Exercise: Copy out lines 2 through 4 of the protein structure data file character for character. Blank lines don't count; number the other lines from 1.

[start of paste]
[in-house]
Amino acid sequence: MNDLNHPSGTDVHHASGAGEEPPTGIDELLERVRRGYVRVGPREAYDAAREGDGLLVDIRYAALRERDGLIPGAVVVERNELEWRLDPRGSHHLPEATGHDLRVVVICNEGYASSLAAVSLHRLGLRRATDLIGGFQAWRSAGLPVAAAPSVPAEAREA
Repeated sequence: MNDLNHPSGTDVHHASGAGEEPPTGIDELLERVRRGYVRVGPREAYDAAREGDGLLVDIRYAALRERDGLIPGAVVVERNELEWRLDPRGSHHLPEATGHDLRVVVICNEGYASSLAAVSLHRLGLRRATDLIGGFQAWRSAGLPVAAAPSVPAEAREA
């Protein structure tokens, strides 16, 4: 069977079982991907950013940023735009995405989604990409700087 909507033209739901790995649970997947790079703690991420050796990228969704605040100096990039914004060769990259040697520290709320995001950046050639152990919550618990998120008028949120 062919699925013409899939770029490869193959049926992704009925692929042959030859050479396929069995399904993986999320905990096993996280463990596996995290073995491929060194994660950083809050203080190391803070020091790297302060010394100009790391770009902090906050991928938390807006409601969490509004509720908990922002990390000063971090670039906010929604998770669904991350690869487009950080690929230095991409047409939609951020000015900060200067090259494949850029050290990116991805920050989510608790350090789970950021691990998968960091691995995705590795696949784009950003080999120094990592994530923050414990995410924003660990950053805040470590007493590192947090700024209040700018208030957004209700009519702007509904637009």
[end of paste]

Amino acid sequence: MNDLNHPSGTDVHHASGAGEEPPTGIDELLERVRRGYVRVGPREAYDAAREGDGLLVDIRYAALRERDGLIPGAVVVERNELEWRLDPRGSHHLPEATGHDLRVVVICNEGYASSLAAVSLHRLGLRRATDLIGGFQAWRSAGLPVAAAPSVPAEAREA
Repeated sequence: MNDLNHPSGTDVHHASGAGEEPPTGIDELLERVRRGYVRVGPREAYDAAREGDGLLVDIRYAALRERDGLIPGAVVVERNELEWRLDPRGSHHLPEATGHDLRVVVICNEGYASSLAAVSLHRLGLRRATDLIGGFQAWRSAGLPVAAAPSVPAEAREA
């Protein structure tokens, strides 16, 4: 069977079982991907950013940023735009995405989604990409700087 909507033209739901790995649970997947790079703690991420050796990228969704605040100096990039914004060769990259040697520290709320995001950046050639152990919550618990998120008028949120 062919699925013409899939770029490869193959049926992704009925692929042959030859050479396929069995399904993986999320905990096993996280463990596996995290073995491929060194994660950083809050203080190391803070020091790297302060010394100009790391770009902090906050991928938390807006409601969490509004509720908990922002990390000063971090670039906010929604998770669904991350690869487009950080690929230095991409047409939609951020000015900060200067090259494949850029050290990116991805920050989510608790350090789970950021691990998968960091691995995705590795696949784009950003080999120094990592994530923050414990995410924003660990950053805040470590007493590192947090700024209040700018208030957004209700009519702007509904637009």